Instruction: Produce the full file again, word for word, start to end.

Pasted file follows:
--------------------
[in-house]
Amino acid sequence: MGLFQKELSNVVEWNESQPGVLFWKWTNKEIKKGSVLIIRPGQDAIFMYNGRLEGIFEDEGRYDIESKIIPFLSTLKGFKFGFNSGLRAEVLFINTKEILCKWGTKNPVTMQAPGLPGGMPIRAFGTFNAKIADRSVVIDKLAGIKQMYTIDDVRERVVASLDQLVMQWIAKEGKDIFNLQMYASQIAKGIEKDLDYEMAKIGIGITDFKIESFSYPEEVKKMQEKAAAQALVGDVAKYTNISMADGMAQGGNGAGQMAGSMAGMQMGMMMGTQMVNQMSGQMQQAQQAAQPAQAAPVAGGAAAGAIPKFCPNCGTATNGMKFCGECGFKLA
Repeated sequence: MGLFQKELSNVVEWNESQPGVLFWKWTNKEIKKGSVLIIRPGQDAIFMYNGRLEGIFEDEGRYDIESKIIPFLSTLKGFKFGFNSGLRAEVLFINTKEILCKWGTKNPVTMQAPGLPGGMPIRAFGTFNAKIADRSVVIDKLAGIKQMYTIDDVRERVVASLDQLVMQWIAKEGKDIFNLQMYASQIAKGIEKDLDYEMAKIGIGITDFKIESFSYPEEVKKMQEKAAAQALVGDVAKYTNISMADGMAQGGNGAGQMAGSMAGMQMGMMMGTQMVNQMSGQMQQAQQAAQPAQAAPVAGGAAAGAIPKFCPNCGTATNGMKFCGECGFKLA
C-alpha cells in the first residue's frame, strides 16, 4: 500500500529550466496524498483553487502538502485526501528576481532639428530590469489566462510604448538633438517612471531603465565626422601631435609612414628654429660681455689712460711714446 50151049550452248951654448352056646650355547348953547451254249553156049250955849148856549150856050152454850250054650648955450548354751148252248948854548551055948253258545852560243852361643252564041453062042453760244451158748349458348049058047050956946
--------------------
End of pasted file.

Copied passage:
[in-house]
Amino acid sequence: MGLFQKELSNVVEWNESQPGVLFWKWTNKEIKKGSVLIIRPGQDAIFMYNGRLEGIFEDEGRYDIESKIIPFLSTLKGFKFGFNSGLRAEVLFINTKEILCKWGTKNPVTMQAPGLPGGMPIRAFGTFNAKIADRSVVIDKLAGIKQMYTIDDVRERVVASLDQLVMQWIAKEGKDIFNLQMYASQIAKGIEKDLDYEMAKIGIGITDFKIESFSYPEEVKKMQEKAAAQALVGDVAKYTNISMADGMAQGGNGAGQMAGSMAGMQMGMMMGTQMVNQMSGQMQQAQQAAQPAQAAPVAGGAAAGAIPKFCPNCGTATNGMKFCGECGFKLA
Repeated sequence: MGLFQKELSNVVEWNESQPGVLFWKWTNKEIKKGSVLIIRPGQDAIFMYNGRLEGIFEDEGRYDIESKIIPFLSTLKGFKFGFNSGLRAEVLFINTKEILCKWGTKNPVTMQAPGLPGGMPIRAFGTFNAKIADRSVVIDKLAGIKQMYTIDDVRERVVASLDQLVMQWIAKEGKDIFNLQMYASQIAKGIEKDLDYEMAKIGIGITDFKIESFSYPEEVKKMQEKAAAQALVGDVAKYTNISMADGMAQGGNGAGQMAGSMAGMQMGMMMGTQMVNQMSGQMQQAQQAAQPAQAAPVAGGAAAGAIPKFCPNCGTATNGMKFCGECGFKLA
C-alpha cells in the first residue's frame, strides 16, 4: 500500500529550466496524498483553487502538502485526501528576481532639428530590469489566462510604448538633438517612471531603465565626422601631435609612414628654429660681455689712460711714446 50151049550452248951654448352056646650355547348953547451254249553156049250955849148856549150856050152454850250054650648955450548354751148252248948854548551055948253258545852560243852361643252564041453062042453760244451158748349458348049058047050956946